“These projects help beneficiaries to realize their saving capacity and above, all, their potential.” Adeline NIKIEMA

Tocache: a financial collaboration sustained by technical reinforcement

As a mirror effect, this part was started by a video made by Tocache, where farmers approached members of Philea in order to thank them for the obtained support. Since 2015, the two Cooperatives work together in order to allow Tocahche to sell it cocoa in foreign countries and pay its farmers in a more decent manner. As a matter of fact, Philea deployed all its financial tools with Tocache:

  • A campaign credit renewed each year, allowing a pecuniary advance for the harvest
  • A credit for equipment since 2020, improving the infrastructures on working sites
  • A banking guarantee with a third partner, Blackbone

This exceptional situation was made possible due to the support of Sergio CÓRTEZ and to the implementation of good practice and financial education, as explained by Ytalo ESPEJO. « Due to Sergio CÓRTEZ, we could establish measures for risk control. He was an essential support for establishing priorities: first, a better governance, then, training in financial education, and, finally, learning to invest strategically. Sergio’s daily accompanying is an added value which allows a more serene advancement.”

For Ytalo ESPEJO, the work of the local correspondent is primordial for the follow up, mainly with the Geneva headquarters of Philea, as well as for the support and reinforcing of skills which is implemented. On this matter, Sergio CÓRTEZ added that some lectures had been designed several years ago with Jamir CONTRERAS, local correspondent in Central America. Some aspects have evolved and adapted to regions and periods. But Sergio CÓRTEZ also mentions that some teachings are sometimes informal and help companies which need them the most to better apprehend complicated situations.

“Sergio’s daily accompanying is an added value which allows a more serene advancement.” Ytalo ESPEJO

By the way, Ytalo ESPEJO mentioned that the importance of good governance for reaching better economic results is background work. He explained that the support of good governance allowed a better decision making which generated a better work quality due to a deep strategic reflection. He uttered a clear observation, which says that the financial and non-financial intervention of Philea allowed Tocache to:

  • welcome more members, from 120 to 480 producers, within 5 years
  • to develop its own projects
  • to build infrastructures allowing a better stockage capacity for cocoa; 350 tones of cocoa can be processed as of now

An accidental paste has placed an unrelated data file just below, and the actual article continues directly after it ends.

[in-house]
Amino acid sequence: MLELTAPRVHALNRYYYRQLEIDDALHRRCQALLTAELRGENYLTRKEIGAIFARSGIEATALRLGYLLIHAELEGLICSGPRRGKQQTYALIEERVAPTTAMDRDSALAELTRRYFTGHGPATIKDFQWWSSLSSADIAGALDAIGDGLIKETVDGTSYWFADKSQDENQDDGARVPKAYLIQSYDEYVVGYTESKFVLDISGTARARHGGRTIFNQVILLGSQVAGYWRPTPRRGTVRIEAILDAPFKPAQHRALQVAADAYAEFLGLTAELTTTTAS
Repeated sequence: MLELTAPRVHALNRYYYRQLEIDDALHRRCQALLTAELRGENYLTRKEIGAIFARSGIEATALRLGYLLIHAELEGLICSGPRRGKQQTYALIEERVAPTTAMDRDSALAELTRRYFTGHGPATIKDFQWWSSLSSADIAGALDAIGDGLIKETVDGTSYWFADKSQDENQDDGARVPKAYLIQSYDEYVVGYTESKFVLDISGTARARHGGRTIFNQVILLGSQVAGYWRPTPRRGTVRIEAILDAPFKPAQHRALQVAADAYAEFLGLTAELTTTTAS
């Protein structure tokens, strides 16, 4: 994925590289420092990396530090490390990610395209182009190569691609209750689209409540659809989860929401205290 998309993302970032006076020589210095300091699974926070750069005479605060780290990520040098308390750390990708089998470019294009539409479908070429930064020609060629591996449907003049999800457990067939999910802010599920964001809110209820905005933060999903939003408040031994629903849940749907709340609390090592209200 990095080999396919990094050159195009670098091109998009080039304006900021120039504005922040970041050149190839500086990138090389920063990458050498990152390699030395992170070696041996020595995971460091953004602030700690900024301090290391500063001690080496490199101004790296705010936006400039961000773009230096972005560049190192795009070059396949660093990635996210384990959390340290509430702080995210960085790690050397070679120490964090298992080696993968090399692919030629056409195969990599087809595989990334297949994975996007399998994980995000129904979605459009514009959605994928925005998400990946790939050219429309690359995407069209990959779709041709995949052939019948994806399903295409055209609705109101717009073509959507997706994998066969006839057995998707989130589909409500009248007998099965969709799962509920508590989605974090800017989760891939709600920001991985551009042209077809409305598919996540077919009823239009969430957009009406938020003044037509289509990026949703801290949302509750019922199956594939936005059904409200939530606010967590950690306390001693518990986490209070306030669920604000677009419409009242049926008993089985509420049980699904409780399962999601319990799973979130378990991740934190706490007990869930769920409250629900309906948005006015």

• to open for new partnerships
  • to finance harvest campaigns allowing farmers to access a better life level

As a matter of fact, Sergio CÓRTEZ estimated that the various investments in Peru allowed a better performance than the guarantee, Philea’s old tool of choice. He explained that, on a more global manner, the direct credit allows several Peruvian partners to better position themselves in the export aspect, which is a virtuous circle. He analyzed that Philea supported its members who fulfil themselves in agricultural cooperatives and micro-finance institutions, thus touching an important number of persons. In fact, he cited an example saying that, in spite of a particularly difficult year 2020, Philea still granted a credit for equipment to Tocache, allowing the Cooperative to grow based on the reality of their needs.

Final considerations – what can we preserve from these exchanges?

This exchange shed light on some concrete elements. At its 25 years of existence, Philea does not only intervene through a financial axis through which it grants credits for work capital. Philea is a Cooperative which functions through a network in order to better reinforce its members, mainly through its local correspondents, in charge of bringing daily support on the field.

Philea also wishes to help its members grow by assisting them technically or by giving them financial education courses, in order to allow an autonomy based on the development of potential.

The experience of the Inclufin project in Burkina Faso or the one on the accompanying of the Tocache Cooperative allow to value the field experience and to see that intervention strategies always should adapt to needs. When Jean-Paul KIENDREBEOGO asked Sergio CÓRTEZ what was crucial for seeing the growth of the Tocache Cooperative, he answered without hesitation that the upstream work (on governance and technical reinforcement) allowed the nurturing of quality work relationships. Except for the emotion of seeing two local Correspondents with such different aims from two countries discussing on best practices on the field, this rich exchange allowed to realize that a long-lasting intervention is built even before the beginning of a collaboration.

A big thank you to all local Correspondents of Philea which accomplish daily real fieldwork, allowing to reach an authentic sustainable development.

A big thank you to partners and beneficiaries who help us develop the best adapted intervention strategies.

Finally, a big thank you to today’s speakers who kindly reported on their fieldwork experience with such humility and accuracy!